After a trust exercise (which I won’t give away here), my travel mates and I entered a pyramid-shaped hut one by one and seated ourselves around a pit in the center of the small space. Our guide and his interpreter led us through what they called the “four doors,” one for each of the basic elements: earth, water, fire, and air. During each door, hot coals were added to the pit, which our guide covered with water to release steam into the hut.
We chanted, gave thanks and blessings, and sweated—a lot—before we passed through the final door and ran to the ocean to cool off and close our pores. It was an incredible experience, one I was nervous to try at first but was so happy I did in the end.
After our intense cleansing session, it was time to fill back up with a delicious dinner at La Cantina, a colorful, fiesta-inspired restaurant at Maroma. The traditional meal of botanas (appetizers) included fideo seco, dry noodles with chipotle, avocado, and fresh cheese; caldo de camarón, spicy shrimp broth; albóndigas en chipotle, beef meatballs with chipotle sauce and Mexican rice; and tacos dorados de pollo, crispy chicken tacos with avocado sauce. To share for the table we had pulpo a la Gallega, octopus marinated with olive oil, garlic, and pimentón Spanish style; lengua a la Veracruzana, beef tongue with peppers, tomatoes, and capers; and cordero rostizado “de la casa,” roasted suckling lamb served “Monterey style.”
As we savored each course placed on our table we were invited to pair the dishes with different samplings of mescal. One, a special blend made for chef Juan Pablo in Oaxaca, was 100-percent agave and by far my favorite. Each mescal sampling was paired with a slice of orange, which we were instructed to dip in salt and bite into before sipping the mescal, to balance out the liquor’s smoky flavor.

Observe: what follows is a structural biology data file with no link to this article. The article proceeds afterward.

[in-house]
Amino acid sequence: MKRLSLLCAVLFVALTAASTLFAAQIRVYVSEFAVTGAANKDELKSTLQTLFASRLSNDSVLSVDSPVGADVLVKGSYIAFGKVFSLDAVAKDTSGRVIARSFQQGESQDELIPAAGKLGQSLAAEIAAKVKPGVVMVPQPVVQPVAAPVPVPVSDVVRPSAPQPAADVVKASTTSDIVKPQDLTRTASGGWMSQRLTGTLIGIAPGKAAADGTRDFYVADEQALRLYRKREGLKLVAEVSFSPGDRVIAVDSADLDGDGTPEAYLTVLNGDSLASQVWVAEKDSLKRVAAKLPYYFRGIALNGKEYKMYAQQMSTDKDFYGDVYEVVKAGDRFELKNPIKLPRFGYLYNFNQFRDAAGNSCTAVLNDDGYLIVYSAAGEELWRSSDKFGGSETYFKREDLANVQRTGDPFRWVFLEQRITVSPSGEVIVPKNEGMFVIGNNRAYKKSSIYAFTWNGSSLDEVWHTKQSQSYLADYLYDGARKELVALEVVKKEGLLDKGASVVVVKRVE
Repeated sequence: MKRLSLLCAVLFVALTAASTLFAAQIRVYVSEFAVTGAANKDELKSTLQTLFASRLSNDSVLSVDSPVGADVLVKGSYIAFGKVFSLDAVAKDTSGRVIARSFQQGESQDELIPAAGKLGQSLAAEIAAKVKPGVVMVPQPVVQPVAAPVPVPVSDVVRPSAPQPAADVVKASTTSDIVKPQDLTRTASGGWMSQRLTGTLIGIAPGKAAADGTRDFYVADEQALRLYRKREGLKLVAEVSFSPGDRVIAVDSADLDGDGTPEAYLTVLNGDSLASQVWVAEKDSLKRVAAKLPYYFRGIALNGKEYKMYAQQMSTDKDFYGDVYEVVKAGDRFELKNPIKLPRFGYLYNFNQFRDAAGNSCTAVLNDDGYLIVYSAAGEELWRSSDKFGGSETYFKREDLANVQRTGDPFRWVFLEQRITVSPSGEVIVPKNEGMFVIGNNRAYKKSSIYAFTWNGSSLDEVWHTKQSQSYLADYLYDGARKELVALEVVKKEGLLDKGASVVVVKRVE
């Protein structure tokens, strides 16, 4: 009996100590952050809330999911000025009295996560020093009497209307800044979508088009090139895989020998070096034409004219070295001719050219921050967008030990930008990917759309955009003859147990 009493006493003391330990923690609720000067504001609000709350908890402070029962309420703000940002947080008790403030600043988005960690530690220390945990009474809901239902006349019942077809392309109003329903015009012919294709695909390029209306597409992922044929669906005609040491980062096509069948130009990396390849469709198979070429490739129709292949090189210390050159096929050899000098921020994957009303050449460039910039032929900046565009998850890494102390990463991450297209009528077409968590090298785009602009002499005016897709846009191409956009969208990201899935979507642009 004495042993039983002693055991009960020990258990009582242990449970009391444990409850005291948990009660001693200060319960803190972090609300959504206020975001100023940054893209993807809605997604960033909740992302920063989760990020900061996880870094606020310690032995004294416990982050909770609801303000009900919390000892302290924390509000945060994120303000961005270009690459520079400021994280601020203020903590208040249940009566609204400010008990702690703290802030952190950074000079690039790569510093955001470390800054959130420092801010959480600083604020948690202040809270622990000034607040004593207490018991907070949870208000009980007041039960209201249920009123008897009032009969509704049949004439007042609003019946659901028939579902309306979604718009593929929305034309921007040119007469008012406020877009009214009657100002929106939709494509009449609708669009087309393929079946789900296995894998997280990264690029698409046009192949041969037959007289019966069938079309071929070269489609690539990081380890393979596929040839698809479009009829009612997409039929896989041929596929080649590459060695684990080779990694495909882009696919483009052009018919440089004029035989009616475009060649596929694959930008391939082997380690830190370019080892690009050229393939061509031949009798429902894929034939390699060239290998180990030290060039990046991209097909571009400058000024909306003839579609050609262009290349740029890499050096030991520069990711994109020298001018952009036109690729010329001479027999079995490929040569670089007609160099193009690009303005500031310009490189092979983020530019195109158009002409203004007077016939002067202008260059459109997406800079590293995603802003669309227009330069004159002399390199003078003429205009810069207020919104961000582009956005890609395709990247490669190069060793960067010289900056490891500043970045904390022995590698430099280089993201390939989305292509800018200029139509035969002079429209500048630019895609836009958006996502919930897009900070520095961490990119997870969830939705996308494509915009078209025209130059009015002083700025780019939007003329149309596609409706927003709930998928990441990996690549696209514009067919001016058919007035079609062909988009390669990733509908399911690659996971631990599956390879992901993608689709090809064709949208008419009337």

While our first full day in Riviera Maya was jam packed with activities (including visits to the Tulum archeological site and the Sian Ka’an Biosphere Reserve), the second day was a little more relaxed, with a tour of the Maroma Resort, a cooking demonstration overlooking the beach, and some time to enjoy the beach and pools.
In the early evening, my group met up again at the resort’s Kinan Spa, which was built in 2007 and voted No. 1 in Condé Nast Traveller’s Top 25 Spas in Mexico & Central America in a 2013 Reader’s Poll. Although I haven’t had much of an opportunity to experience the spas in Mexico and Central America, I definitely felt as though I had a No. 1-worthy experience at Kinan.
After spending a few minutes in the spa’s steam room and taking a dip in the plunge pool, my masseuse led me to a spacious, private room for my massage. As part of the experience, I was first treated to a foot massage and scrub (which felt wonderful after all the walking I had done the past couple days) then instructed to lie on the massage table for my 50-minute, lavender-scented mud massage.
Needless to say, it was amazing. Post-massage, my muscles were relaxed and my skin was super smooth. It was the perfect way to transition into the evening and prepare for our farewell dinner on the beach.
Joined by Erika and the Kinan Spa director, Maxime Cormier, we once again had the pleasure of sampling chef Juan Pablo’s regional cuisine. It was all delicious … except maybe for the amuse-bouche we received: an edible insect tostada consisting of ant larvae, a red worm from agave, grasshoppers, the butt of an ant, and a tiny beetle sautéed and served with black beans and avocado purée. I tried it; it wasn’t bad. I don’t want to have it again.
But, after all, travel is about adventure and fully immersing oneself in another culture. The cuisine, the music, the language, it all factors in to what is unique and special about a destination. And at Maroma Resort & Spa guests are truly treated to a one-of-a-kind experience. From the guestrooms to the dining options to the interaction with the staff, guests get a feel for the history of Riviera Maya and the surrounding areas and get to take part in the tradition that makes this region its own.